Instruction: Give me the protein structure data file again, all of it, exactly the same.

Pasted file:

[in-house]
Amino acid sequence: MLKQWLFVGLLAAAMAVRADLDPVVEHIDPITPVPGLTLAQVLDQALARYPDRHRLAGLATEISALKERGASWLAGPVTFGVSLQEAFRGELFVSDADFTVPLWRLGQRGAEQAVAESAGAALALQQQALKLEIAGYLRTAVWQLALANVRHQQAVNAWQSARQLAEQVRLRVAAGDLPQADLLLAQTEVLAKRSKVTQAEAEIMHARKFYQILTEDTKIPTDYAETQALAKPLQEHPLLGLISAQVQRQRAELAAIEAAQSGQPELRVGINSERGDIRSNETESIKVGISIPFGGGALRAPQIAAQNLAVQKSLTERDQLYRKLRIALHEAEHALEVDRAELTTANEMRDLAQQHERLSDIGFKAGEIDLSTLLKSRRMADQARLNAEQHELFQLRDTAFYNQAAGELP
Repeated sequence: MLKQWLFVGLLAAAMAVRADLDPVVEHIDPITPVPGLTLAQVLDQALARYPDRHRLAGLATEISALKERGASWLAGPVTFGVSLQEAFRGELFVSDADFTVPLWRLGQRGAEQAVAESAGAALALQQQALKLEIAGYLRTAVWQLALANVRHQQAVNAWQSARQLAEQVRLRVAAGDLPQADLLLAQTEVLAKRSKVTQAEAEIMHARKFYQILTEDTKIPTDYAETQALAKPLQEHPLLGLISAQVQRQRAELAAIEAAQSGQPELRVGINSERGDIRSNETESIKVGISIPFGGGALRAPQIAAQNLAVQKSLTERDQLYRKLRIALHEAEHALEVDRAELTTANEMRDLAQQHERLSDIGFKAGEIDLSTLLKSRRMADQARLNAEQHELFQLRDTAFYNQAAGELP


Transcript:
[in-house]
Amino acid sequence: MLKQWLFVGLLAAAMAVRADLDPVVEHIDPITPVPGLTLAQVLDQALARYPDRHRLAGLATEISALKERGASWLAGPVTFGVSLQEAFRGELFVSDADFTVPLWRLGQRGAEQAVAESAGAALALQQQALKLEIAGYLRTAVWQLALANVRHQQAVNAWQSARQLAEQVRLRVAAGDLPQADLLLAQTEVLAKRSKVTQAEAEIMHARKFYQILTEDTKIPTDYAETQALAKPLQEHPLLGLISAQVQRQRAELAAIEAAQSGQPELRVGINSERGDIRSNETESIKVGISIPFGGGALRAPQIAAQNLAVQKSLTERDQLYRKLRIALHEAEHALEVDRAELTTANEMRDLAQQHERLSDIGFKAGEIDLSTLLKSRRMADQARLNAEQHELFQLRDTAFYNQAAGELP
Repeated sequence: MLKQWLFVGLLAAAMAVRADLDPVVEHIDPITPVPGLTLAQVLDQALARYPDRHRLAGLATEISALKERGASWLAGPVTFGVSLQEAFRGELFVSDADFTVPLWRLGQRGAEQAVAESAGAALALQQQALKLEIAGYLRTAVWQLALANVRHQQAVNAWQSARQLAEQVRLRVAAGDLPQADLLLAQTEVLAKRSKVTQAEAEIMHARKFYQILTEDTKIPTDYAETQALAKPLQEHPLLGLISAQVQRQRAELAAIEAAQSGQPELRVGINSERGDIRSNETESIKVGISIPFGGGALRAPQIAAQNLAVQKSLTERDQLYRKLRIALHEAEHALEVDRAELTTANEMRDLAQQHERLSDIGFKAGEIDLSTLLKSRRMADQARLNAEQHELFQLRDTAFYNQAAGELP